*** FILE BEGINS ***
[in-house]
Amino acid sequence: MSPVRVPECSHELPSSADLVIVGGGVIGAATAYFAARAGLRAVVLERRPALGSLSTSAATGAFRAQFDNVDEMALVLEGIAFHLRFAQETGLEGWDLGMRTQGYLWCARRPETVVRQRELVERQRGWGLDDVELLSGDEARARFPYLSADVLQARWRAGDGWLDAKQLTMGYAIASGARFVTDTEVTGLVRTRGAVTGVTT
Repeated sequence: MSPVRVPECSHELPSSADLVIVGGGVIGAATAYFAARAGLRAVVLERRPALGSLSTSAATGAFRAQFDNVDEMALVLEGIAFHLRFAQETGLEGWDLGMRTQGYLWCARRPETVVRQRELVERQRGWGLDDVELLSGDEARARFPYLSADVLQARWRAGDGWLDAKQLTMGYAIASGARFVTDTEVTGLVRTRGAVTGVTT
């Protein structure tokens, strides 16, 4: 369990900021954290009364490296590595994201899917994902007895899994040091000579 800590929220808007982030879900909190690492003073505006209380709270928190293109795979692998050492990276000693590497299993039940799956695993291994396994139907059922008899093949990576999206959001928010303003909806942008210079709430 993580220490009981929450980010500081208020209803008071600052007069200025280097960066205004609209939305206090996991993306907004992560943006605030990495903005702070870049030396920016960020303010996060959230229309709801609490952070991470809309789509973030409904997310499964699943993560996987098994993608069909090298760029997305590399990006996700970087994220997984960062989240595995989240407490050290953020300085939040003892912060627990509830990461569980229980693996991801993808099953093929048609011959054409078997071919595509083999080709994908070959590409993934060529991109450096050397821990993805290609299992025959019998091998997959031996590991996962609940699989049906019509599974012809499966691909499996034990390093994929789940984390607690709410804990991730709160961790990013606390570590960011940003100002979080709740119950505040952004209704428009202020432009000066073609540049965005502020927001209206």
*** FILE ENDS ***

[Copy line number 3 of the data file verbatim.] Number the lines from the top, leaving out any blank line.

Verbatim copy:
Repeated sequence: MSPVRVPECSHELPSSADLVIVGGGVIGAATAYFAARAGLRAVVLERRPALGSLSTSAATGAFRAQFDNVDEMALVLEGIAFHLRFAQETGLEGWDLGMRTQGYLWCARRPETVVRQRELVERQRGWGLDDVELLSGDEARARFPYLSADVLQARWRAGDGWLDAKQLTMGYAIASGARFVTDTEVTGLVRTRGAVTGVTT